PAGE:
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Fashion Cities Africa: Rediscovering an Entire Continent Through Clothes. 

Brighton Museum is boldly breaking down outdated ideas of Africa in one of the most exciting fashion exhibitions in recent memory. Focusing on cities from four corners of the continent; Johannesburg, Casablanca, Nairobi and Lagos, Fashion Cities Africa is the first major UK exhibition dedicated to contemporary African fashion.

Each city is presented with a little history, basic statistics and an introduction to attitudes towards fashion within each country. The first display is an electrifying introduction to the diverse culture of South Africa through Johannesburg: a city with an edge. The Casablanca display reflects a burgeoning luxury market which nods to Morocco’s heritage combined with European and Arabic influence. Nairobi’s display provides insight into Africa’s “Silicon Savannah”, where technology is booming in the city, and both street-style and popular culture reflect a negotiation of tradition and modernity. Finally, the Lagos display shows designs from one of the world’s newest fashion capitals, with internationally acclaimed designers showcased alongside the (potential) big names of tomorrow.

The garments, accessories and entire outfits were provided by a variety of sources. Designers, stylists, photographers, bloggers and musicians were all asked to contribute looks which represent their cities to them and as a result, the exhibition is a condensed but comprehensive spectrum of styles. You will find haute couture, conceptual design, vintage pieces and thrifted street-style around the space, all showing the many facets of fashion in African countries.

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The exhibition was laid out to instigate a conversation about nationality and design. What constitutes African fashion? Even the displays themselves converse with one another, particularly a juxtaposition of designer collective The Sartists of Johannesburg with designer Said Mahrouf of Casablanca. An interesting pairing, as the former confront issues of race, colonialism and apartheid through design, using historic European styles to reclaim a black South African identity. The latter makes no concessions to the Moroccan market, as Mahrouf chooses to draw inspiration from international sources to sell to consumers globally, creating contemporary high fashion which does not convey assumptions of African aesthetics or articulate an African identity.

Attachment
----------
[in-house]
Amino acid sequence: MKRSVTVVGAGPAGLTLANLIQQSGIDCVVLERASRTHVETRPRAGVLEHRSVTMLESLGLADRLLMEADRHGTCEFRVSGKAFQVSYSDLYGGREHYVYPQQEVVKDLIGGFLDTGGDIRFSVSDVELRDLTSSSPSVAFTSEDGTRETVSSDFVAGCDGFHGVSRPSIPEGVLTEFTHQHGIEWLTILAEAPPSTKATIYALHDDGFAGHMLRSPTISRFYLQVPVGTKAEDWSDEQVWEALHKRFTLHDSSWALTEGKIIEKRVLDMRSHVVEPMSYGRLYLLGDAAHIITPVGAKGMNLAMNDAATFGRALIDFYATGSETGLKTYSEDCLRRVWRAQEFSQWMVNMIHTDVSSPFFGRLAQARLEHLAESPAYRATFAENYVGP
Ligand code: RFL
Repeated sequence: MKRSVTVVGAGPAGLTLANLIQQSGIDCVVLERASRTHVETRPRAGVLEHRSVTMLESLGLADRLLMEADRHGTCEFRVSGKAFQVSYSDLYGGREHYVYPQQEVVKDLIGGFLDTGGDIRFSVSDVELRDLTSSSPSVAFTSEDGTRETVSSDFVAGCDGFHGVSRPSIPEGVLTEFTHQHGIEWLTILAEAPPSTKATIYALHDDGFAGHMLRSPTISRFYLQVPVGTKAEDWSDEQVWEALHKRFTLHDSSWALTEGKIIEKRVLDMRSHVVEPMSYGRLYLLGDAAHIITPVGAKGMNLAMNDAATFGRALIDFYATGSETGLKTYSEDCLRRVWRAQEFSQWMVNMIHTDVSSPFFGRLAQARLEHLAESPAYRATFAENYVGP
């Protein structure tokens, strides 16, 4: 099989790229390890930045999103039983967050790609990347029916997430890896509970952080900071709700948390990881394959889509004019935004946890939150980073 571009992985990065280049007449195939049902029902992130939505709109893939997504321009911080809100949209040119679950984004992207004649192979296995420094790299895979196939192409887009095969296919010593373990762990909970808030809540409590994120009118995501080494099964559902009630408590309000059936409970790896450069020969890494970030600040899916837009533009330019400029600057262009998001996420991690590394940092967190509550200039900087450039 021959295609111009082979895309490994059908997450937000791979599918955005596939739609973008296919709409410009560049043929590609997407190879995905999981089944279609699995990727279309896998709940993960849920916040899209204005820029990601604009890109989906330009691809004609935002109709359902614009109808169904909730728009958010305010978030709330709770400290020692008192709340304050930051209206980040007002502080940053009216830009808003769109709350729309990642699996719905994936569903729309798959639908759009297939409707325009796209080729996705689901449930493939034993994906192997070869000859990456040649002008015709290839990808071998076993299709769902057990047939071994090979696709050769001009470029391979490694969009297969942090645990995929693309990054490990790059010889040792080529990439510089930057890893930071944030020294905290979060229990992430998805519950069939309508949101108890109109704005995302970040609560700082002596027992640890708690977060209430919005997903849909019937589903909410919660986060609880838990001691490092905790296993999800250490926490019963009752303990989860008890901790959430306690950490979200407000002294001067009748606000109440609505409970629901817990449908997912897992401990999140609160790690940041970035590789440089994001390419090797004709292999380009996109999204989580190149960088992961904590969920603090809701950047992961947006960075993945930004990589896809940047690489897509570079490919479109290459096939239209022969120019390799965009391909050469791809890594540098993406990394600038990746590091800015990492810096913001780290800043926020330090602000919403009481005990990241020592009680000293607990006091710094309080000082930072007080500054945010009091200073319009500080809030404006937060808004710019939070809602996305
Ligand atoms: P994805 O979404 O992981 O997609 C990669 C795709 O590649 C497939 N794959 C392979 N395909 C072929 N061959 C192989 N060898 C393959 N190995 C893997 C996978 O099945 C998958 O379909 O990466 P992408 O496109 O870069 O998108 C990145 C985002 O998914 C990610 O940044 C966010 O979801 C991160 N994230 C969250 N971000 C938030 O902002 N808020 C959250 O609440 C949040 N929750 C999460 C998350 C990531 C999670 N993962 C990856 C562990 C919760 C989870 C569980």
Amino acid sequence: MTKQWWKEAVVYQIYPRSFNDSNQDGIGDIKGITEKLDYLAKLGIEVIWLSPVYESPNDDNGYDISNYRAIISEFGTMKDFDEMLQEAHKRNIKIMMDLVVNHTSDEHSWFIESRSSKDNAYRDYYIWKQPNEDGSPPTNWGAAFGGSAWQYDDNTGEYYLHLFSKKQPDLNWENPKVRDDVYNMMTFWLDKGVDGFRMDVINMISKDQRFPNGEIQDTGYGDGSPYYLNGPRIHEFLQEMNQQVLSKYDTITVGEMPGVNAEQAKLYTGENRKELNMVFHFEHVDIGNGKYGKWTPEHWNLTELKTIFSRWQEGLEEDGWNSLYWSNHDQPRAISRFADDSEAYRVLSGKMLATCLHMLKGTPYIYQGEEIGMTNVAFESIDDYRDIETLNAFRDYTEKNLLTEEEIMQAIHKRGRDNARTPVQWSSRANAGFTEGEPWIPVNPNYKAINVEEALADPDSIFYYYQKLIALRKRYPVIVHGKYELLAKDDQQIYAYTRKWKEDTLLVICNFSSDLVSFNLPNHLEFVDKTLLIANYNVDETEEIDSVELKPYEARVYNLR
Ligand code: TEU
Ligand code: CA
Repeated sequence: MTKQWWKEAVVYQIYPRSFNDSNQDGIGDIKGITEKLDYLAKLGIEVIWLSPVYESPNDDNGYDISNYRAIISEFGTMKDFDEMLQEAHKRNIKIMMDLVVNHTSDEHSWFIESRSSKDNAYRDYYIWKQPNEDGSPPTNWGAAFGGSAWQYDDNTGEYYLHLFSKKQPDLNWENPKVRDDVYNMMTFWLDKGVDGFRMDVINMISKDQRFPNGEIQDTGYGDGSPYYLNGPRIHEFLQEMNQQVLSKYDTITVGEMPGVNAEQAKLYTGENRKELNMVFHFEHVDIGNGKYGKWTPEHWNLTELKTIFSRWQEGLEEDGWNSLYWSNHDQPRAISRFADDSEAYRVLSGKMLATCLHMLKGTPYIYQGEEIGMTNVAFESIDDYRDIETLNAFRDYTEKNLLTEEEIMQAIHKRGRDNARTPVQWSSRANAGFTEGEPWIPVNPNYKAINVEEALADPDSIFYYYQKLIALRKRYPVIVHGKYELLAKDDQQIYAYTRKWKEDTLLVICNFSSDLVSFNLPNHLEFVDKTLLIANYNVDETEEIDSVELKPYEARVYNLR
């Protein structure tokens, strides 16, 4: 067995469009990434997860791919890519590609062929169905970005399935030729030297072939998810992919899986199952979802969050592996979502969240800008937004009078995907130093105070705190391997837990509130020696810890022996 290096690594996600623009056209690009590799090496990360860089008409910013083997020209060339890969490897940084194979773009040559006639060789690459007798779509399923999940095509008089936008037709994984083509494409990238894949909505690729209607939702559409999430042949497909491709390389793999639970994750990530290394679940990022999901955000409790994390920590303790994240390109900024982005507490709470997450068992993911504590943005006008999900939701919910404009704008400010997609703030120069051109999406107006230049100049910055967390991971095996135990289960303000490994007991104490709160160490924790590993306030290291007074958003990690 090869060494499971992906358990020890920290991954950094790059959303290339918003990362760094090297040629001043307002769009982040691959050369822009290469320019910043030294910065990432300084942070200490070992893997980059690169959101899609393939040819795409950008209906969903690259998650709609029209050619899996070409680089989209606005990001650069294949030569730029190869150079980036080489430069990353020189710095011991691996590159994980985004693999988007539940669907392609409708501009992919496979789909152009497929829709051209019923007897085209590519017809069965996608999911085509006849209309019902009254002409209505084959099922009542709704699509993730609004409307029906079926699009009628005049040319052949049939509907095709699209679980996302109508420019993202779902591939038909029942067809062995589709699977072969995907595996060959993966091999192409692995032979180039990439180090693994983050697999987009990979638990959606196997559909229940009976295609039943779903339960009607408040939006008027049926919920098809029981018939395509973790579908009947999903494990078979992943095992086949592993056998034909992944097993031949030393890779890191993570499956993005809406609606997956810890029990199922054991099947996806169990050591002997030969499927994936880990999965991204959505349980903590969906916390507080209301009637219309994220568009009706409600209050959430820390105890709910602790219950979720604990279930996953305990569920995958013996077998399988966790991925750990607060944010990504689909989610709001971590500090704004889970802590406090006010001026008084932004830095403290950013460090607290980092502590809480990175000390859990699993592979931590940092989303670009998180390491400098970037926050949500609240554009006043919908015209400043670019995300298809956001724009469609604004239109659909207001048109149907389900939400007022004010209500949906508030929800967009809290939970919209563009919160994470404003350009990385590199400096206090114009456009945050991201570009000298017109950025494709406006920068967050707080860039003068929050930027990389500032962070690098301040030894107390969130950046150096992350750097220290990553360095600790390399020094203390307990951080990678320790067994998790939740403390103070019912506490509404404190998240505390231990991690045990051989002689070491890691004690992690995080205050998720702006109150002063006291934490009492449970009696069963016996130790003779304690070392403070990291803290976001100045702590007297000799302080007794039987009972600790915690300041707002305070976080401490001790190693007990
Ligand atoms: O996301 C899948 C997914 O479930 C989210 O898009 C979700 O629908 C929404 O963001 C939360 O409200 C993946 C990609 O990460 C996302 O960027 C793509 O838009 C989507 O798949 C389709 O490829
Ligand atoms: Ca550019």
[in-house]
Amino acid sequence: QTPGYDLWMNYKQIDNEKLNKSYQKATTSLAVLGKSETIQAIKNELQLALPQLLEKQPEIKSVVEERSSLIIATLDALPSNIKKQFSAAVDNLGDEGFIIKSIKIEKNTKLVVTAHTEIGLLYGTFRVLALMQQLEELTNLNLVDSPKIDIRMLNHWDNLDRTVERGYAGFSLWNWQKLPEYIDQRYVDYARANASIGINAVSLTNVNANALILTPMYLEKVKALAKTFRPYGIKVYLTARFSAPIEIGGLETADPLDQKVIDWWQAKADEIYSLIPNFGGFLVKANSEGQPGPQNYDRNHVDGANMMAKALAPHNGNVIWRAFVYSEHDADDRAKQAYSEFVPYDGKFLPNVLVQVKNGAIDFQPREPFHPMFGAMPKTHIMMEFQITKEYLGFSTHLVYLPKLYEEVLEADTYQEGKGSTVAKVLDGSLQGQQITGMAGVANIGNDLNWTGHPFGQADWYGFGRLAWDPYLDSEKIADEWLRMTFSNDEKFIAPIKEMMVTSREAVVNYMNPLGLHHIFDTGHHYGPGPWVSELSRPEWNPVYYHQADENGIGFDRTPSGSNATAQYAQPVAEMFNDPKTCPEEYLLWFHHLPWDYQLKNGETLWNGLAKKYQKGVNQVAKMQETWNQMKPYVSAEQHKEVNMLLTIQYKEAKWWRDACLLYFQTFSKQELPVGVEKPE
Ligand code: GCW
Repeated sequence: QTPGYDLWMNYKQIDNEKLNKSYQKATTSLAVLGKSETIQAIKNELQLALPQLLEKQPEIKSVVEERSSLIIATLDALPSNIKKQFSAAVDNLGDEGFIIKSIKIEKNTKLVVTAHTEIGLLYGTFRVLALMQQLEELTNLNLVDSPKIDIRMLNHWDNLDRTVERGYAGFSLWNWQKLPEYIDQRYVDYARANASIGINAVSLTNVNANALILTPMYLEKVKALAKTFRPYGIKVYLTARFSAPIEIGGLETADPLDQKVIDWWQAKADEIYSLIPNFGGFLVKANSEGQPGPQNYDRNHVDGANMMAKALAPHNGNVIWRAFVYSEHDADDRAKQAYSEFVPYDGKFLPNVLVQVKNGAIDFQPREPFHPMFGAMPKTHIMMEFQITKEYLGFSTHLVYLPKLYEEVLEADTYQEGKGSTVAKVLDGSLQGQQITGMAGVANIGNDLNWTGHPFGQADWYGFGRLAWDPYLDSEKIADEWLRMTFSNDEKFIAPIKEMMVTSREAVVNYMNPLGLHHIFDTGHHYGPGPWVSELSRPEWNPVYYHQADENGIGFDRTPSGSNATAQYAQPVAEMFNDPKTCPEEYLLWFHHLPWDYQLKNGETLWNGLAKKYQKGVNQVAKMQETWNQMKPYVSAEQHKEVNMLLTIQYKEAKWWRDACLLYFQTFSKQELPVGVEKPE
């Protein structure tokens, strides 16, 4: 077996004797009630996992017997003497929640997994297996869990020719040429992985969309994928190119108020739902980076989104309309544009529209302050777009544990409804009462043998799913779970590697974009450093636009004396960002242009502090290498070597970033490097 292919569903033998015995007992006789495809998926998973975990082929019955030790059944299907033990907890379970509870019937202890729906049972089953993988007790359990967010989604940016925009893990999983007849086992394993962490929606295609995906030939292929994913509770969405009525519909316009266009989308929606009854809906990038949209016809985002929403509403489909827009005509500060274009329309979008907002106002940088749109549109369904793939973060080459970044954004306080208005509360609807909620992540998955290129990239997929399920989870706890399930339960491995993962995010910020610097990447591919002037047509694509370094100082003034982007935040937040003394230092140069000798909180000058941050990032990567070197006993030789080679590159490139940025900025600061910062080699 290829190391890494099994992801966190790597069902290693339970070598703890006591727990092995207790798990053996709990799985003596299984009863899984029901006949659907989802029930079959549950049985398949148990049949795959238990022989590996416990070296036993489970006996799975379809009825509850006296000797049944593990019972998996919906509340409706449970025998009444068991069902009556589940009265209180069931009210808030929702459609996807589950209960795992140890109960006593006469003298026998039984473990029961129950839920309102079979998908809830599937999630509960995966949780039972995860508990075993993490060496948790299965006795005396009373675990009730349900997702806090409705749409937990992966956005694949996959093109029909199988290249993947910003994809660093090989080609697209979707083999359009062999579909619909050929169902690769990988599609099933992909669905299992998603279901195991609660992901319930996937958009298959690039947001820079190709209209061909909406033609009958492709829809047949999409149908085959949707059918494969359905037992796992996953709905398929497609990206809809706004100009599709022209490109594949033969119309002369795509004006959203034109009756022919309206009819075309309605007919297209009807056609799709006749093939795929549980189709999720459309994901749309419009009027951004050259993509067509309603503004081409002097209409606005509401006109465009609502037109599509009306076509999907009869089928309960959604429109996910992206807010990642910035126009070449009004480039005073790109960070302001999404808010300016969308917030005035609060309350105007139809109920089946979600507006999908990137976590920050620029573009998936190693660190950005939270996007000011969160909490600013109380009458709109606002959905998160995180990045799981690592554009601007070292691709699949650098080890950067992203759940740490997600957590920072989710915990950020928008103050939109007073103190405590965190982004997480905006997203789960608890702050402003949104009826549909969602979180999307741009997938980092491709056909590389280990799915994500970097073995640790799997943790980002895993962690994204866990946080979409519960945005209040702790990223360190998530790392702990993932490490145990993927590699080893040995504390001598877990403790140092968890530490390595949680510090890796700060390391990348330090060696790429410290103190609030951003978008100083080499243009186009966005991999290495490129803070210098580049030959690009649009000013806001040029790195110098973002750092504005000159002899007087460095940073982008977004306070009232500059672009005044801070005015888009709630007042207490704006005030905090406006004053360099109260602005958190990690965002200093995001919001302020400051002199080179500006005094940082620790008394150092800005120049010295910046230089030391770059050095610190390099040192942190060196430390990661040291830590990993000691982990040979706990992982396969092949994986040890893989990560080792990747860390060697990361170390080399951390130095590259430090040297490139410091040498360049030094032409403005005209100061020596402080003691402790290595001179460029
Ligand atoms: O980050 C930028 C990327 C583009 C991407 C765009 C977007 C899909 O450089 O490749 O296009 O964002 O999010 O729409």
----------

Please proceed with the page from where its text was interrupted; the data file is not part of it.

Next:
Nairobi’s display in particular showcased the cross-cultural trade of 2nd hand international clothing from countries in the West. Mitumba in Swahili translates to “second-hand”, and the exhibition drew parallels between mitumba and thrift fashion in the UK, both using a level of style curation by re-purposing old clothes. This international trade is further explored through West-African wax printed fabric. The brightly coloured textiles, popular across the continent and amongst African diaspora, contributes largely to the international idea of African fashion. A long standing debate around wax-print regards what the fabric actually represents, some consider that the Africa represented through wax-print fabrics is reductive, and disconnected from a huge, diverse continent. Traditionally produced in Europe, the fabric has more recently been undercut in price (and quality) by mass factory production in Asia, further complicating debates of authenticity and heritage.

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The exhibition was an important addition to the conversation of global fashion networks. Textiles have crossed borders for centuries, and Fashion Cities Africa confronted the uncomfortable truths of authenticity, nationality, and international perceptions within design. Some designers involved discussed the many difficulties of the African fashion story always being told through the eyes of Europeans, picking apart aspects of traditional dress for inspiration. South African designer and photographer Maria McCloy discusses how anything “African and traditional is not seen as sexy and sophisticated”, as the western-centric fashion networks have condensed the entire continent to a series of tribal and “ethnic” tropes, resulting in a “cliché” idea of African fashion which has remained subordinate to Euro-American fashion.

Fashion Cities Africa was a phenomenally researched, well considered and hugely exciting opportunity to experience a rarely showcased reality of African fashion. An entire continent cannot possibly be reduced to a few bright textiles and tribal jewellery, and it is remarkable that this would be the first exhibition to disprove such assumptions. The four countries were dynamically displayed and discussed, and this may be the beginning of a continuing recognition of fashion emerging from the continent. Clearly evidencing a counter to the western-centric concepts of fashion, the final display prominently featured Lagos Fashion & Design Week. The designs showed a spectrum of high fashion, some articulating with, or consciously standing separate from, African design heritage. A fitting end to an evocative exhibition.



Written by Sarah-Mary Geissler


Fashion Cities Africa is on display at Brighton Museum, 30th April 2016 – 8th January 2017.

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